To lift the hand against a superior, to rebel. 2 Samuel 20:21.

To put forth the hand against one, to kill him. 1 Samuel 24:6, 10.

To put one’s hand to a neighbor’s goods, to steal them. Exodus 22:8, 11.

To lay hands on in anger, to assault or seize, or to smite. Exodus 24:11; Isaiah 11:14.

To lay the hand on the mouth, imports silence. Job 40:4.

The laying on of hands, was also a ceremony used in consecrating one to office. Numbers 27:18, 23; 1 Timothy 4:14.

It was also used in blessing persons. Mark 10:16.

Hiding the hand in the bosom, denotes idleness; inactivity; sluggishness. Proverbs 19:24.

The clapping of hands, denotes joy and rejoicing. But in some instances, contempt or derision, or joy at the calamities of others. Psalm 47:1; Ezekiel 25:6.

A station at the right hand is honorable, and denotes favor, approbation or honor. A station on the left hand is less honorable. Matthew 20:21.

God’s standing at the right hand of men, imports his regard for them, and his readiness to defend and assist them. Psalm 16:8.

Satan’s standing at the right hand of men, imports his readiness to accuse them, or to hinder or torment them. Zechariah 3:1.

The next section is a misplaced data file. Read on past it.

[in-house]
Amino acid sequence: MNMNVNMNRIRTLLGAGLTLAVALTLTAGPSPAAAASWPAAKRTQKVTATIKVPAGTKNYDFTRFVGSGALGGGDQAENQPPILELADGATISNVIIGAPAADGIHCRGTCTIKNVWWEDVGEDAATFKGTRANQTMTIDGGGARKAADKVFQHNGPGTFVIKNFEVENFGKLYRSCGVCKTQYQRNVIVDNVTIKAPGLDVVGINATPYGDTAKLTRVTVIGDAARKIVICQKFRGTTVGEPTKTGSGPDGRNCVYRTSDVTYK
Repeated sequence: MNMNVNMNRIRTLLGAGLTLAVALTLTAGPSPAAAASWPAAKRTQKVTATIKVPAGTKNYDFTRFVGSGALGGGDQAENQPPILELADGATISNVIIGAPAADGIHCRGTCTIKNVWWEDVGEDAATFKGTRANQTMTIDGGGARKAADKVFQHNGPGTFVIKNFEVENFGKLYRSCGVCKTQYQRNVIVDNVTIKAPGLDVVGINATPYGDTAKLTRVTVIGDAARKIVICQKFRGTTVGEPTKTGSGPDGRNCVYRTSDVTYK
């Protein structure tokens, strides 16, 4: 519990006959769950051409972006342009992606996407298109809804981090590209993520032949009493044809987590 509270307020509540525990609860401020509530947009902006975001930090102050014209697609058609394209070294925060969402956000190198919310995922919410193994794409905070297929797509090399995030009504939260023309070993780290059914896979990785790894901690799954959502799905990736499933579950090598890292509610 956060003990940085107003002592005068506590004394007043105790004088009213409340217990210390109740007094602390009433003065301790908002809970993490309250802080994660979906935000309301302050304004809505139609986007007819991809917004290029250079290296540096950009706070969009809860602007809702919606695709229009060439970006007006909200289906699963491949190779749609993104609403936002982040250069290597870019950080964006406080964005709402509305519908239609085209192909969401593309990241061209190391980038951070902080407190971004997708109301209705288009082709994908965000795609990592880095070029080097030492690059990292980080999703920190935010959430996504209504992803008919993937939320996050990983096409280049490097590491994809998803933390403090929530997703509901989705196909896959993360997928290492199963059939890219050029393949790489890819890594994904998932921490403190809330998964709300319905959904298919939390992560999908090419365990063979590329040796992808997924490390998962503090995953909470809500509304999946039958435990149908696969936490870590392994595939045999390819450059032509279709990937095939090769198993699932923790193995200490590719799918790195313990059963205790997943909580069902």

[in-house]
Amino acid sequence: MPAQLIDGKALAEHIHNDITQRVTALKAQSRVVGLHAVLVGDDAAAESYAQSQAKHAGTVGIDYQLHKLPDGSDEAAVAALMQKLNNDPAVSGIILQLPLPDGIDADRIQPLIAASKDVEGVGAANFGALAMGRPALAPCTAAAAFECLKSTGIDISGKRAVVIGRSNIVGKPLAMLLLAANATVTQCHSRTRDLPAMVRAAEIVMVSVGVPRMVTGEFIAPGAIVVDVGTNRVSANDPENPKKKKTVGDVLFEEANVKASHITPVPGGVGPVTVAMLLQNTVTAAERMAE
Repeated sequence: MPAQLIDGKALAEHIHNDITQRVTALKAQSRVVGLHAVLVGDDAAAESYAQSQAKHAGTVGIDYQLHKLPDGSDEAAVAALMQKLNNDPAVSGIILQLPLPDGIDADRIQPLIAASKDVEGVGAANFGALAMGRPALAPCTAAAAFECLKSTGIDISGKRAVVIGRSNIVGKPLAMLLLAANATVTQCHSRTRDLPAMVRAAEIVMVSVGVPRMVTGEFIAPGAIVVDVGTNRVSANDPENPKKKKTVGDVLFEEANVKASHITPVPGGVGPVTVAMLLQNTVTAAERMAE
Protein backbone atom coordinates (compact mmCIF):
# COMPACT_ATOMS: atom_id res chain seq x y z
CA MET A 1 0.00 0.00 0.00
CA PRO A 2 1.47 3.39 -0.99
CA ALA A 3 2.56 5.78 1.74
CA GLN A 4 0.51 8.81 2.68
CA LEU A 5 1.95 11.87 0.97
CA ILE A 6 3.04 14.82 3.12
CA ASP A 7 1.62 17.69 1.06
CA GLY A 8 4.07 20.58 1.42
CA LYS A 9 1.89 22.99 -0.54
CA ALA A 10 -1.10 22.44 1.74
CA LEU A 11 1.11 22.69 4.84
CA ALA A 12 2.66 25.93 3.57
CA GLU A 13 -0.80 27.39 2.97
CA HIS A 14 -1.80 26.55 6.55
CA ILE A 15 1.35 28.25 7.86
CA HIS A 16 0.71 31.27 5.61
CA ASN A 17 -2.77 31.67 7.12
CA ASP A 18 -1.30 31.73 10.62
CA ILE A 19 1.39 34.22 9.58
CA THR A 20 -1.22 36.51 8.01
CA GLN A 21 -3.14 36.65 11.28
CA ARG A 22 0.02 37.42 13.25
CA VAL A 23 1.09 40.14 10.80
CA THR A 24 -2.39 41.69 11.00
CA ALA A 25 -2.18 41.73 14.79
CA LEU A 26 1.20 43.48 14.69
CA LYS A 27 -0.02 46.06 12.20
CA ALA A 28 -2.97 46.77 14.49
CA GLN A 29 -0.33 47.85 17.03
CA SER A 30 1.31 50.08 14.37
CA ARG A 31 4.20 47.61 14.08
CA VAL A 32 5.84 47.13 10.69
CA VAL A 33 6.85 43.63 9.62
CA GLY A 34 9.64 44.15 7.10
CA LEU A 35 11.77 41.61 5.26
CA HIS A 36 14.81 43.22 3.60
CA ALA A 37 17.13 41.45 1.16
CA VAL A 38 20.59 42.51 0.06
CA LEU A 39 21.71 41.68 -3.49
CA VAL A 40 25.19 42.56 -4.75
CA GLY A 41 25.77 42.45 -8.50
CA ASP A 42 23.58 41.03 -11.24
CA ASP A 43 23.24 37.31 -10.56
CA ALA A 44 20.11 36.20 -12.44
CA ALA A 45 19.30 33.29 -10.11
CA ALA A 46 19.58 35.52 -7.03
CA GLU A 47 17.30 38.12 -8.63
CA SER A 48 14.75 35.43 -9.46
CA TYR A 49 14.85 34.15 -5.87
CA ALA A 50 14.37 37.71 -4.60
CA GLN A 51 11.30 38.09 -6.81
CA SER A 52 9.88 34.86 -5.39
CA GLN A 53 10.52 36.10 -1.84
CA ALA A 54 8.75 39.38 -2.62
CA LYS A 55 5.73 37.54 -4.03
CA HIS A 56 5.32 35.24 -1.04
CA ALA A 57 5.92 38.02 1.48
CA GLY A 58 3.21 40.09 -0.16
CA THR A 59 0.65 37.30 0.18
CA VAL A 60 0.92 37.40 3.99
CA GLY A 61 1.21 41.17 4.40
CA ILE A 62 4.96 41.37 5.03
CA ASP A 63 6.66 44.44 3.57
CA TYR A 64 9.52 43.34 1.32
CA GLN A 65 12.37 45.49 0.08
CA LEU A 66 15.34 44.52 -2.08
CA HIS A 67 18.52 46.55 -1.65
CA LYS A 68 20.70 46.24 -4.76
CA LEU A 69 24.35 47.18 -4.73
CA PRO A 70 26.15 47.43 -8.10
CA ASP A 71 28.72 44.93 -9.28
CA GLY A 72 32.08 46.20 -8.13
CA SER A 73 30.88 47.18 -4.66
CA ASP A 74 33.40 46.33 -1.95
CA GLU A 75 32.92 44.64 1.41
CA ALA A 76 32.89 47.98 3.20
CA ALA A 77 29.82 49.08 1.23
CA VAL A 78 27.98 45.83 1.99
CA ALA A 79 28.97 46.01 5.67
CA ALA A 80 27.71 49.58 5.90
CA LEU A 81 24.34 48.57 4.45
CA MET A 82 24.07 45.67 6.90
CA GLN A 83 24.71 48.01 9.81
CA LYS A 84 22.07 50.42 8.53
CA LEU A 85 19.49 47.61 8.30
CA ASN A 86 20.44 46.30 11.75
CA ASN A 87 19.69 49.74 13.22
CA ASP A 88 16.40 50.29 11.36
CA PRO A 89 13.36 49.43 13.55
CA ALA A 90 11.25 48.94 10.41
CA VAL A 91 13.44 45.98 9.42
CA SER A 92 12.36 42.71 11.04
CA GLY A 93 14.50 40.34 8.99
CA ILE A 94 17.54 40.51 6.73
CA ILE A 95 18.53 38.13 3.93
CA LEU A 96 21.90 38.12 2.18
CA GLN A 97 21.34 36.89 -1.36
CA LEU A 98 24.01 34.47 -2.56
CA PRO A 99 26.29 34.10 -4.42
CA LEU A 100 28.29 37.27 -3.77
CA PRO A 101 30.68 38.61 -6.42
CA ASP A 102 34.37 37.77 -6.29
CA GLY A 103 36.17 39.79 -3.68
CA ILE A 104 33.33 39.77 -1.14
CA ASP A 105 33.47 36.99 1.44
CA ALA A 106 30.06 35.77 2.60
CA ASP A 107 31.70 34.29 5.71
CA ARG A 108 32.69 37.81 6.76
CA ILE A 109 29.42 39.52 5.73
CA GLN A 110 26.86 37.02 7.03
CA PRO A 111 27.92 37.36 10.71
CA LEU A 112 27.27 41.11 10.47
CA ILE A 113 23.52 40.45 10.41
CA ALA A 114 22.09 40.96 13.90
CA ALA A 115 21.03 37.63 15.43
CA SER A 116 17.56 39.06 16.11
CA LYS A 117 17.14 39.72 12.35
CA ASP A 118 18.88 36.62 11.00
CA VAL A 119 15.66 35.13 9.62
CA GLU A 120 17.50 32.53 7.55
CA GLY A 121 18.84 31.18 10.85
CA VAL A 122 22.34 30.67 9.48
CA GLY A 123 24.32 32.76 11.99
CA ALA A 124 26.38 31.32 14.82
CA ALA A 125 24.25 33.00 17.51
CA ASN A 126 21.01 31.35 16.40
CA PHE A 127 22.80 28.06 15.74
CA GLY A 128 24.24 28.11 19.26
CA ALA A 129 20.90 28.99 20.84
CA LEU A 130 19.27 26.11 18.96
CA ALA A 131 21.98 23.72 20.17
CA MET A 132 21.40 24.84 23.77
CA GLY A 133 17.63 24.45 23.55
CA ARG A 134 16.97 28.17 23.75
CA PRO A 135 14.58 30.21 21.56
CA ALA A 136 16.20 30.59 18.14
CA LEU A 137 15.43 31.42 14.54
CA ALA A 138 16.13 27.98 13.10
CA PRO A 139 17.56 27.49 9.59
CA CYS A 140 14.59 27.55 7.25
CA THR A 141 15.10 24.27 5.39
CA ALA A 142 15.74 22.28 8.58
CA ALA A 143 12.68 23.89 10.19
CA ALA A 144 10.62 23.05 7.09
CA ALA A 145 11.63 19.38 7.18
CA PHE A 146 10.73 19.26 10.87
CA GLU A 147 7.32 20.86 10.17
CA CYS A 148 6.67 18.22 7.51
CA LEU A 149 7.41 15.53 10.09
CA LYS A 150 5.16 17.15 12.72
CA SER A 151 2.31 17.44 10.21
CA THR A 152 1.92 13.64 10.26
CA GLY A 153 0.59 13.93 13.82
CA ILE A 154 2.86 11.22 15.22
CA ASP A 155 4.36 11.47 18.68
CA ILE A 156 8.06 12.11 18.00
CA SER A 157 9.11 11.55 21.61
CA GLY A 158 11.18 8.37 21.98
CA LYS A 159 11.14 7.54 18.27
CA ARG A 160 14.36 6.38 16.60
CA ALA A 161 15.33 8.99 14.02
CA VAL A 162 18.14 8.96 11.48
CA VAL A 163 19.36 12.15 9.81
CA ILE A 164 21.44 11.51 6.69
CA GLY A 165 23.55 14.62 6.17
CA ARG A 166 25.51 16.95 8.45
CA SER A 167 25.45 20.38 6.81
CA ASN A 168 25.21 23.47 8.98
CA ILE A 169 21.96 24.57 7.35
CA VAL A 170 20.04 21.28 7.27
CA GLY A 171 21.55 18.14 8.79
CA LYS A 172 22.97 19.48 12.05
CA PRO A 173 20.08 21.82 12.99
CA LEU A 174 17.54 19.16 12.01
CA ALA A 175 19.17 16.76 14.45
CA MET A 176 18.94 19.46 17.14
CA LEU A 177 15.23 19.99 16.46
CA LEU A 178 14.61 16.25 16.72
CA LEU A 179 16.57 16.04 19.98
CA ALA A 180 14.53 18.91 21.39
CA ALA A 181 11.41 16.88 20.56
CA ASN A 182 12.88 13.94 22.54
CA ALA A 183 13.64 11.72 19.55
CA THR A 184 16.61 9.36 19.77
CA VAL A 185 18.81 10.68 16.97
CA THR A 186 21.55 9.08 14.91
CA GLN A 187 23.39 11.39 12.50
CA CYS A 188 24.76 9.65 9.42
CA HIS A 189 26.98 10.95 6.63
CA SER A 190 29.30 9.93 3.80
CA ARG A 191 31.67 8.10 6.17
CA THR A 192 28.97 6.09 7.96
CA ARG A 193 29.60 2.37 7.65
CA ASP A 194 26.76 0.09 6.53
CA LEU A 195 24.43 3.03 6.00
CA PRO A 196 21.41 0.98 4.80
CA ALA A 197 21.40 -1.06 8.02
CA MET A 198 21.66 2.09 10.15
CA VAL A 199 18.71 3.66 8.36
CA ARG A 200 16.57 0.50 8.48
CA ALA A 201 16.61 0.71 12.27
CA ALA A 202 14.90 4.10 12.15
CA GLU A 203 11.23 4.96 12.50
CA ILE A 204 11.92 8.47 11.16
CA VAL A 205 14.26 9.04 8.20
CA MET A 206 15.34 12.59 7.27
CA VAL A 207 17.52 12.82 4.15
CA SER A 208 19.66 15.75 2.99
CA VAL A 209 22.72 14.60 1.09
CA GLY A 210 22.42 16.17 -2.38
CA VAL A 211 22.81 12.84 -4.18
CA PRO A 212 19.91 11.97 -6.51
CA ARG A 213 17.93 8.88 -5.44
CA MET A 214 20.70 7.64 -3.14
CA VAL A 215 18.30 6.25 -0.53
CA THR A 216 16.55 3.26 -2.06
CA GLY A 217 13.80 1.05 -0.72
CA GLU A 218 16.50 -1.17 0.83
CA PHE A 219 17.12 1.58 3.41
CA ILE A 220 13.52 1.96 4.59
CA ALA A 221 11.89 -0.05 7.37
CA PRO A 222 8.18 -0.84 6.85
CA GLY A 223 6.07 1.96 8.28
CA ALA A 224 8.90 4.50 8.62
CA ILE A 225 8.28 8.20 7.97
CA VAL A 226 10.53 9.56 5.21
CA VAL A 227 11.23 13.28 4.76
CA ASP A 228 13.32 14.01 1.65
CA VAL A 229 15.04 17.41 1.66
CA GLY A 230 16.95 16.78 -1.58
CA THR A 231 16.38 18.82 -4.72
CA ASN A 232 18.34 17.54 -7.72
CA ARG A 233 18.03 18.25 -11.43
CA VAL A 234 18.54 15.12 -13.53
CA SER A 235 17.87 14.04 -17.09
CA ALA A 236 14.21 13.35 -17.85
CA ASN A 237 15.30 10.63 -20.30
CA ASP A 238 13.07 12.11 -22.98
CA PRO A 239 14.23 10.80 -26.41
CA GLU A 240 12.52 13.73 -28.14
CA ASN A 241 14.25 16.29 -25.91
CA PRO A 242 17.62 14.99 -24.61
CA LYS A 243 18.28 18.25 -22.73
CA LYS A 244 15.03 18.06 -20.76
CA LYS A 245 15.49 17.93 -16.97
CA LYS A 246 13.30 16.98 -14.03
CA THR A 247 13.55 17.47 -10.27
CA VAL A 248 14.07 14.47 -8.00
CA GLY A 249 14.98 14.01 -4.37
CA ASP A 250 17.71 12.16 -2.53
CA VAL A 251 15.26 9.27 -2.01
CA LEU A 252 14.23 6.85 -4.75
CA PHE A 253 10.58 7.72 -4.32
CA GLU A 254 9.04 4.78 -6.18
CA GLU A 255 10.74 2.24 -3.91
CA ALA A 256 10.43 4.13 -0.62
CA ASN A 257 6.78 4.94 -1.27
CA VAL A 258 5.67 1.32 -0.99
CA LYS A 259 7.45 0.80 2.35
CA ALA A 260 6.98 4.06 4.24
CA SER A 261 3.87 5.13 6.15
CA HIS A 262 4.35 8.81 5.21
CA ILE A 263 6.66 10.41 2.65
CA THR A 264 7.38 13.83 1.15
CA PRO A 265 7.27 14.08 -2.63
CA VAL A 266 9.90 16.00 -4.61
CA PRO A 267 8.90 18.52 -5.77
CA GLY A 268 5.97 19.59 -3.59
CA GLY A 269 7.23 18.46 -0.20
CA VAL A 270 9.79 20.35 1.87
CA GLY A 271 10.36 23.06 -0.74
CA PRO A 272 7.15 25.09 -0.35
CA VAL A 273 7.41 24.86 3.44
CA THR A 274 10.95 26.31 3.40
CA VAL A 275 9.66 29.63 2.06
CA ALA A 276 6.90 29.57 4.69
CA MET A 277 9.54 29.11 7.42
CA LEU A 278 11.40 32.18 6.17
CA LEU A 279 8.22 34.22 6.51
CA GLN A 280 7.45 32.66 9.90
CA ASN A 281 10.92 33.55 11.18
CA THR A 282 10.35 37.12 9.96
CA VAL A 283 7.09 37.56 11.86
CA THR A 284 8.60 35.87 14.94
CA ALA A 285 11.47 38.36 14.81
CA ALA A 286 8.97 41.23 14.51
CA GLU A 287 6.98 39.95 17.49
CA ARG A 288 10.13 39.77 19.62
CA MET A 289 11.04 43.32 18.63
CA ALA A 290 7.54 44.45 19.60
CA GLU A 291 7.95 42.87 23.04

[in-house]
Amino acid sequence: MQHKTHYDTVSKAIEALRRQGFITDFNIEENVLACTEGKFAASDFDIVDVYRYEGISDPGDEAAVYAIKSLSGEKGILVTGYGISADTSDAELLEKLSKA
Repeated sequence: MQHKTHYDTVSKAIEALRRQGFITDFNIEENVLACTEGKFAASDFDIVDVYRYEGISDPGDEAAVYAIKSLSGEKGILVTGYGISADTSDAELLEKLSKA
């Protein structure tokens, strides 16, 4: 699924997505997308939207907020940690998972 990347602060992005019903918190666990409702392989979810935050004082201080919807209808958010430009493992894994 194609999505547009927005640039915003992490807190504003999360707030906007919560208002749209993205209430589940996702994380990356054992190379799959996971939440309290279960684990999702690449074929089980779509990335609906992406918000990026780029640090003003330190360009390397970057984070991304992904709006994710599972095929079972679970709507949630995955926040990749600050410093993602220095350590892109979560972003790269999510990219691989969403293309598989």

Clean hands, denotes innocence and a blameless and holy life. Psalm 24:4.

A slack hand, denotes idleness; carelessness; sloth. Proverbs 10:4.

The right hand, denotes power; strength. Exodus 15:6.

HAND, v.t. To give or transmit with the hand.

Hand me a book.

1. To lead, guide and lift with the hand; to conduct.

2. To manage; as, I hand my oar.

3. To seize; to lay hands on. [Not used.]

4. In seamanship, to furl; to wrap or roll a sail close to the yard, stay or mast, and fasten it with gaskets.

To hand down, to transmit in succession, as from father to son, or from predecessor to successor. Fables are handed down from age to age.

HANDBALL, n. An ancient game with a ball.

HANDBARROW, n. A barrow or vehicle borne by the hands of men, and without a wheel.

HANDBASKET, n. A small or portable basket.

HANDBELL, n. A small bell rung by the hand; a table bell.

HANDBREADTH, n. A space equal to the breadth of the hand; a palm. Exodus 25:25.

HANDCLOTH, n. A handkerchief.

HANDCUFF, n. A manacle, consisting of iron rings for the wrists, and a connecting chain to confine the hands.

HANDCUFF, v.t. To manacle; to confine the hands with handcuffs.

HANDCRAFT, n. Work performed by the hands; usually written handicraft.

HANDED, pp. Given or transmitted by the hands; conducted; furled.

HANDED, a. With hands joined.

1. In composition, as right-handed, most dextrous or strong with the right hand; having the right hand most able and ready.

Left-handed, having the left hand most strong and convenient for principal use.

HANDER, n. One who hands or transmits; a conveyer in succession.

HANDFAST, n. Hold; custody; power of confining or keeping.

HANDF`AST, a. Fast by contract; firm.
HANDF`AST, v.t. To pledge; to betroth; to bind; to join solemnly by the hand.

HANDFASTING, n. A kind of betrothing, or marriage contract.

HAND-FETTER, n. A fetter for the hand; a manacle.